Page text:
Making Agile Work for Government: Addressing the Challenges of Agile Adoption

Erich Knausenberger and Raj Shah examine the challenges of implementing earned value management and program management to implementing agile for government IT. Then, the authors propose a “blended-approach” by which government and other large entities can address these and other challenges.

In “Making Agile Work for Government: A Blended Approach,” we introduced the concept of a “blended approach” to agile development in the government space. This approach incorporates the core principles of agile while also applying elements of other industry best-practices without forcing agencies to completely abandon their traditional performance management methodologies as a precondition for success. In our subsequent article “Making Agile Work for Government: Perceived Challenges to Agile Adoption,” we addressed three perceived challenges to implementation of agile in the government space and explored a “blended approach” response to each.

In this article, we examine two further challenges to implementing agile for government IT programs and proposes a “blended-approach” by which government and other large entities can address these and other challenges:

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Table 1. Addressing Perceived Challenges to Agile on Government Projects

Agile Earned Value Management (EVM)
For traditional projects, it is assumed that scope can be fully defined at the outset of a project, and work can be completed in a linear, sequential fashion in which current progress rates are good indicators of future rates.

On an agile project, work is completed iteratively and is neither sequential nor linear; the work is subject to frequent refinement of scope. On the surface, these characteristics appear to put agile projects at odds with first principle of traditional EVM: The need to establish a high-quality baseline plan that can be used to measure performance and take action when deviations are observed.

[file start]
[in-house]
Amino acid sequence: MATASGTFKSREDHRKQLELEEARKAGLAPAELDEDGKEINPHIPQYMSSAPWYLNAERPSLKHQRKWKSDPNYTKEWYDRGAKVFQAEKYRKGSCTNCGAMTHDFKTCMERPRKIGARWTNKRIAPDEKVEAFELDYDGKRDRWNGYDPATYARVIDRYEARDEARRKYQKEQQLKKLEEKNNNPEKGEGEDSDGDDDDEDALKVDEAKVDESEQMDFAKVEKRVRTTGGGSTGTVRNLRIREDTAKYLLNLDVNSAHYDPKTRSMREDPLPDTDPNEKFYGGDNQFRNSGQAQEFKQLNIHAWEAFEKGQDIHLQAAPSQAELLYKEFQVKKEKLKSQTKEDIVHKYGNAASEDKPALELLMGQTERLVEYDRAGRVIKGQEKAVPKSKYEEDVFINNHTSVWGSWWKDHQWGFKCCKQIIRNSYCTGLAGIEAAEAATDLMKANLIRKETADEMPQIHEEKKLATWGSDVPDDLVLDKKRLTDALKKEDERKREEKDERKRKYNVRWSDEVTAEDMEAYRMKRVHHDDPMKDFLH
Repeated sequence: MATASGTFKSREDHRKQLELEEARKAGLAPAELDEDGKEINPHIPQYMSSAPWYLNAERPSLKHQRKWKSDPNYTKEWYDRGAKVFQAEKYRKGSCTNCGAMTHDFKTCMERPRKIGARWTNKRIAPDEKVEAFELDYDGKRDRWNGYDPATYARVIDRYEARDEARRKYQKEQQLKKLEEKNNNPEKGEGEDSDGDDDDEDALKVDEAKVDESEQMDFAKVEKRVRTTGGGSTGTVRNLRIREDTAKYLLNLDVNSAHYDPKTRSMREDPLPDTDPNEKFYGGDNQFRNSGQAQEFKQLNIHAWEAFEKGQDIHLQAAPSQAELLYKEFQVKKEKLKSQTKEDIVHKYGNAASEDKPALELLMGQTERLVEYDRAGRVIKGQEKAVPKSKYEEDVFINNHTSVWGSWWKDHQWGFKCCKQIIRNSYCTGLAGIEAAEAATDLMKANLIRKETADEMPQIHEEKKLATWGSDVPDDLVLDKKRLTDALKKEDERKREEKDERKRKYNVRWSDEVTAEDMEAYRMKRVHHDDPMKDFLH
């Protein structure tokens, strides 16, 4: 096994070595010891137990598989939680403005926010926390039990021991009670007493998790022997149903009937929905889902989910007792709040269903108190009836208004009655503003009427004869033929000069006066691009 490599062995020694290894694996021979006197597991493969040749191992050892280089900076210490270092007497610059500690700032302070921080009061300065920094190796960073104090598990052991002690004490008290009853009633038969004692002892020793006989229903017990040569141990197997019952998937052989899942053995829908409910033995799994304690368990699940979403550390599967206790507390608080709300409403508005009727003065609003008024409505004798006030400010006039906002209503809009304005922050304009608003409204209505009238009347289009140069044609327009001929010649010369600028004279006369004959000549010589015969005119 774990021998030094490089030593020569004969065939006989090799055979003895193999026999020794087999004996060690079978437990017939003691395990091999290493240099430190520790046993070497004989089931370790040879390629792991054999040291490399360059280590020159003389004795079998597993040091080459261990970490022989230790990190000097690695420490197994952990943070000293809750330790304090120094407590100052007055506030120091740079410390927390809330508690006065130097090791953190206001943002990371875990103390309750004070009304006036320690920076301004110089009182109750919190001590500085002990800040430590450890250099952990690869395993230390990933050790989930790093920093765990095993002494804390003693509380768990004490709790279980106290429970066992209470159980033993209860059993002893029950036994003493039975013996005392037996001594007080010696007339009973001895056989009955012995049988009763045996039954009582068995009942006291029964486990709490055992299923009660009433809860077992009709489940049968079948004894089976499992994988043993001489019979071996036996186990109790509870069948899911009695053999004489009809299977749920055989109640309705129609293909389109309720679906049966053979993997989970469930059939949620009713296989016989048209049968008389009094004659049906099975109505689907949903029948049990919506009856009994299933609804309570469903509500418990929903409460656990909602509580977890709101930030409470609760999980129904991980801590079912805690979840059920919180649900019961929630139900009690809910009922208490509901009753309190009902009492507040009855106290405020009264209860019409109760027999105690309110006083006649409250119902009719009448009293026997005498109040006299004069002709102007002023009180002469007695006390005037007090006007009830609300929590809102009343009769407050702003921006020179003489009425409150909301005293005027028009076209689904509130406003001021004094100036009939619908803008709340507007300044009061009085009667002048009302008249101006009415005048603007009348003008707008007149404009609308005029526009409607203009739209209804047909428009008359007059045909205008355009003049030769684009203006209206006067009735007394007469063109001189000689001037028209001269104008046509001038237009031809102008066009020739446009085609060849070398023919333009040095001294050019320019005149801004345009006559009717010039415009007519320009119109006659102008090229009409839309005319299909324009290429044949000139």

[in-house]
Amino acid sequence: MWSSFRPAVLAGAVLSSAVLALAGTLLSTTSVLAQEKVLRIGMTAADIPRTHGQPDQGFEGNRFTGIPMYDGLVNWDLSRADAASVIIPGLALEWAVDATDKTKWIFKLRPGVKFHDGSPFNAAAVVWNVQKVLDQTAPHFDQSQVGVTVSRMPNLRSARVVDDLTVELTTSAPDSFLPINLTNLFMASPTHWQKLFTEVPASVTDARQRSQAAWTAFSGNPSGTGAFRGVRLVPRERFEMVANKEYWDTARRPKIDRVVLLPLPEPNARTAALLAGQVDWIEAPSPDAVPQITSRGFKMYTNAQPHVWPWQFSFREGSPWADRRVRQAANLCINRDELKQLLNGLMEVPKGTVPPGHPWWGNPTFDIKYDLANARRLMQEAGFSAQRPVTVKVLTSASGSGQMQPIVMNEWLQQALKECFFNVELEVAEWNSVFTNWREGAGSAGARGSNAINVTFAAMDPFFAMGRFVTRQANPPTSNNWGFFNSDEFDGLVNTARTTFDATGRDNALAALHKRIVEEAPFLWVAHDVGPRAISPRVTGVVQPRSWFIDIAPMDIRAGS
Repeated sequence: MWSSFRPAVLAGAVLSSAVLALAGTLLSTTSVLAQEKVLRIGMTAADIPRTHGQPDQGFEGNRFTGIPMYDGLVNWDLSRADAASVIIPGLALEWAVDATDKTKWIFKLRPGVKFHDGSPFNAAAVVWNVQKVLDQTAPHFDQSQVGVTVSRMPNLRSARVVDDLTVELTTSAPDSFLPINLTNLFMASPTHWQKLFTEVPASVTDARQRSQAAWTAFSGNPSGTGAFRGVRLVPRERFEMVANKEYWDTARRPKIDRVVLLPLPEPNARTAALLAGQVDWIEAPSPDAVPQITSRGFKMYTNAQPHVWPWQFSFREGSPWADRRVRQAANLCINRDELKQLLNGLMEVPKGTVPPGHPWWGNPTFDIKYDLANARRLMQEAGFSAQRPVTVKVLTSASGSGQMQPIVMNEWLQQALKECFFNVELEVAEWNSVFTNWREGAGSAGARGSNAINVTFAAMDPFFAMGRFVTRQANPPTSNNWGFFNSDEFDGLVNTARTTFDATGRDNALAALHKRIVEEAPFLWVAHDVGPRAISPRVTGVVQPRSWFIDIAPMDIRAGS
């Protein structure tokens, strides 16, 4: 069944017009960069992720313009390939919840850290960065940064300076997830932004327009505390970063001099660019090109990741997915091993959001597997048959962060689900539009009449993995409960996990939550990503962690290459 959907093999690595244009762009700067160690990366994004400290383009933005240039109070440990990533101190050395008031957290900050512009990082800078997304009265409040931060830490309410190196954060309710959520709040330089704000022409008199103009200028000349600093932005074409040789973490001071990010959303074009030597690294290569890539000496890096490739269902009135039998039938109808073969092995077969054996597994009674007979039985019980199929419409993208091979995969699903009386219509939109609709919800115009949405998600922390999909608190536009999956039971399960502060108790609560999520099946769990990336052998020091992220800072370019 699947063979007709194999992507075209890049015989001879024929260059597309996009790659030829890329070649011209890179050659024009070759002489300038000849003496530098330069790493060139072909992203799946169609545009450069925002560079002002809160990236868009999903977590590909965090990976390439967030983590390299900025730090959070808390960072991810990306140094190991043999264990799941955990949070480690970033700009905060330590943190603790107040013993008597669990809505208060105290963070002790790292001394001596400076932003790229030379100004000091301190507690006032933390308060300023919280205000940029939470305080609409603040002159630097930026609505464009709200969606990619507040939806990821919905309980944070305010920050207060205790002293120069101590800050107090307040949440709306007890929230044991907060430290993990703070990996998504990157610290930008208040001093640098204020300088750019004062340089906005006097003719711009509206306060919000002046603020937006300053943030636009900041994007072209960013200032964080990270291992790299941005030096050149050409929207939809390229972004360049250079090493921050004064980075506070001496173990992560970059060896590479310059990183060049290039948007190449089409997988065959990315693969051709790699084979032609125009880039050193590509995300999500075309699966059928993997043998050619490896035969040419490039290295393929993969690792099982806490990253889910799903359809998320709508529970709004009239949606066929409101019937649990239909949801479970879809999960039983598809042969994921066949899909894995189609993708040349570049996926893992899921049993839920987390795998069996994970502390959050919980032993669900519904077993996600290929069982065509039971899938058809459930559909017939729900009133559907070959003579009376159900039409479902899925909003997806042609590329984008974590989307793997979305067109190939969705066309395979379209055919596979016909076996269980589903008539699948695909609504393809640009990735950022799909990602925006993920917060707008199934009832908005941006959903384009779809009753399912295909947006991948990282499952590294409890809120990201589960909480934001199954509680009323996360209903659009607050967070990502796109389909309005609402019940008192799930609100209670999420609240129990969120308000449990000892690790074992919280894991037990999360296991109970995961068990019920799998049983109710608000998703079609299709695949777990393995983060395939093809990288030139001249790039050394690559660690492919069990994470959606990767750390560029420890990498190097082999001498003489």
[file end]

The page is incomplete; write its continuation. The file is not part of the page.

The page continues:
Using EVM on an agile project requires us to focus on the core purpose of “earned value,” which is to relate actual project progress to actual project cost while effectively identifying and responding to problems and deviations before they significantly impact the overall delivery effort. In this regard, an agile project’s story-driven, iterative approach to delivery of functionality actually provides a more detailed view of project progress than traditional whole-lifecycle EVM techniques, and allows managers to identify and respond to problems sooner.

This more detailed view of project progress is possible because the agile approach enables you to track project performance at the individual story level. Every element of project work—whether conducting a meeting, creating a document, or writing code—can be defined in terms of a story, and in turn mapped to one or more project iterations. At the start of each iteration, a separate planning and estimation effort conducted by the project team determines the number (and type) of stories required to complete the iteration. This iteration plan, with its list of defined and mapped stories, serves as a detailed baseline plan against which EVM principles can be applied. Each story represents a discrete unit of scope and effort that can be tracked as the story is completed and evaluated against the plan to determine iteration-specific performance. The sum of stories in all iterations makes up the total scope of work to be completed by the project, a value that can be easily updated and re-baselined as your team completes project iterations.

In the modified agile approach to EVM, it is important to draw an effective link between stories, effort, and cost, as these elements underpin the connection between agile progress measures and traditional EVM. Story points, the common measure of effort associated with agile stories, are not directly traceable to labor hours because they also incorporate the relative complexity, unknowns, and labor required to implement a given story.  Instead, it is necessary to directly estimate the labor hours associated with each type of story to be implemented during the course of the iteration. By multiplying the estimated effort associated with each story (which will become actual effort once the story is complete) by team member labor rates, it is possible to derive the cost associated with each story, each iteration, and in sum the entire project.

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